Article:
Dental Implant Research Center and Oral and Maxillofacial Surgery, School of Dentistry, Isfahan University of Medical Sciences, Isfahan, Iran.

Background: According to the development of resistant strains of pathogenic bacteria following treatment with antimicrobial chemotherapeutic agents, alternative approaches such as lethal photosensitization are being used. The aim of this study was to evaluate the effect of visible light and laser beam radiation in conjugation with three different photosensitizers on the survival of two main periodontopathogenic bacteria including Porphyromonas gingivalis and Fusobacterium nucleatum in different exposure periods.

Materials And Methods: In this in vitro prospective study, strains of P. Read More

View Article
August 2015
25 Reads

Carum copticum L.: a herbal medicine with various pharmacological effects.

Biomed Res Int 2014 25;2014:569087. Epub 2014 Jun 25.

Neurogenic Inflammation Research Centre and Department of Physiology, School of Medicine, Mashhad University of Medical Sciences, Mashhad 9177948564, Iran.

Carum copticum L. commonly known as "Ajwain" is cultivated in many regions of the world including Iran and India, states of Gujarat and Rajasthan. Traditionally, C. Read More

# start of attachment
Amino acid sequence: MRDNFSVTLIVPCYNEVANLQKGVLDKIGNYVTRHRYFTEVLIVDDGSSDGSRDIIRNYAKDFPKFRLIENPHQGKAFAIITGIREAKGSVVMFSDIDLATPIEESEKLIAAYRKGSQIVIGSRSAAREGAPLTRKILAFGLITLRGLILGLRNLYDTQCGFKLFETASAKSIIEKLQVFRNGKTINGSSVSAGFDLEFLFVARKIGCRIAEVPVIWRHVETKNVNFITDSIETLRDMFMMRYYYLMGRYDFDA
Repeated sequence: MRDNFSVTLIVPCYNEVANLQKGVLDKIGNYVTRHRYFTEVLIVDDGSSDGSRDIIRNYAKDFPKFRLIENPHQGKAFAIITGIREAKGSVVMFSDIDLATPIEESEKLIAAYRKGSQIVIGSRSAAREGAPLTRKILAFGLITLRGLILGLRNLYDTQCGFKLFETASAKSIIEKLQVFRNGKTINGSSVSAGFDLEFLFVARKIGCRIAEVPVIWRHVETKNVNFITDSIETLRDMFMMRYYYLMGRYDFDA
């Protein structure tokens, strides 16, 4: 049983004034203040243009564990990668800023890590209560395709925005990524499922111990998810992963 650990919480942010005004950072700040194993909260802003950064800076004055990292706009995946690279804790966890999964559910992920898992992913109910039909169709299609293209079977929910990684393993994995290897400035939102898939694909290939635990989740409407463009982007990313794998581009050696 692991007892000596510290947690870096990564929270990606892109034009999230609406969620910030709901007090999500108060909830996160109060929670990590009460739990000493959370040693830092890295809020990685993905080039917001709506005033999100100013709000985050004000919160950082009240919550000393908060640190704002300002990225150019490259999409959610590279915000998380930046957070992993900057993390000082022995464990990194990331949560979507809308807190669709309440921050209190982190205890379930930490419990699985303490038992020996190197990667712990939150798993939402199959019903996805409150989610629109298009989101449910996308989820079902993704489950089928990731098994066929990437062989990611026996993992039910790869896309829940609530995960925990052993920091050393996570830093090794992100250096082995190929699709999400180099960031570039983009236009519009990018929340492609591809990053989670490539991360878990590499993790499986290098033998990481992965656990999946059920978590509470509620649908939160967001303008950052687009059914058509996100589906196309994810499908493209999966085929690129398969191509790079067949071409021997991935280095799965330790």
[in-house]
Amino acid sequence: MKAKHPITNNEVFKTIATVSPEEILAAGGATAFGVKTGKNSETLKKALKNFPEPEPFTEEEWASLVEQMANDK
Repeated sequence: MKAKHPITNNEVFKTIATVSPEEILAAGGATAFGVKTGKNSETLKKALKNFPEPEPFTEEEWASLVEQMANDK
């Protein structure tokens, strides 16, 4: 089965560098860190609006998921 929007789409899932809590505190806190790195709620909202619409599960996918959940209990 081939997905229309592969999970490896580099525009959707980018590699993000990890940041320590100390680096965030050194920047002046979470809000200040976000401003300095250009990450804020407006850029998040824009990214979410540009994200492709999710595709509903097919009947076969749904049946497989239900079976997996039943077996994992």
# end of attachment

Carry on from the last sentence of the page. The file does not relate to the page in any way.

View Article
September 2015
5 Reads
1 PubMed Central Citation(source)

Soluble vascular endothelial growth factor receptor 1 in tracheal aspirate fluid of preterm neonates at birth may be predictive of bronchopulmonary dysplasia/chronic lung disease.

Pediatrics 2009 Jun;123(6):1541-7

Division of Neonatal-Perinatal Medicine, Department of Pediatrics, University of California Irvine Medical Center, 101 The City Drive South, Route 81, Building 56, Suite 600, Orange, CA 92868, USA.

Objective: We tested the hypothesis that soluble vascular endothelial growth factor receptors are involved in the development of bronchopulmonary dysplasia/chronic lung disease.

Patients And Methods: Neonates with a birth weight of < or =1500 g and/or < or =30 weeks' gestation, with respiratory failure, requiring O(2) and mechanical ventilation within 24 hours, were eligible. Tracheal aspirate fluid samples were collected from 65 neonates before surfactant and/or assisted mechanical ventilation (baseline), at 3 and 7 days after birth, and weekly thereafter until extubation. Read More

View Article
June 2009
10 Reads
10 PubMed Central Citations(source)
5.47 Impact Factor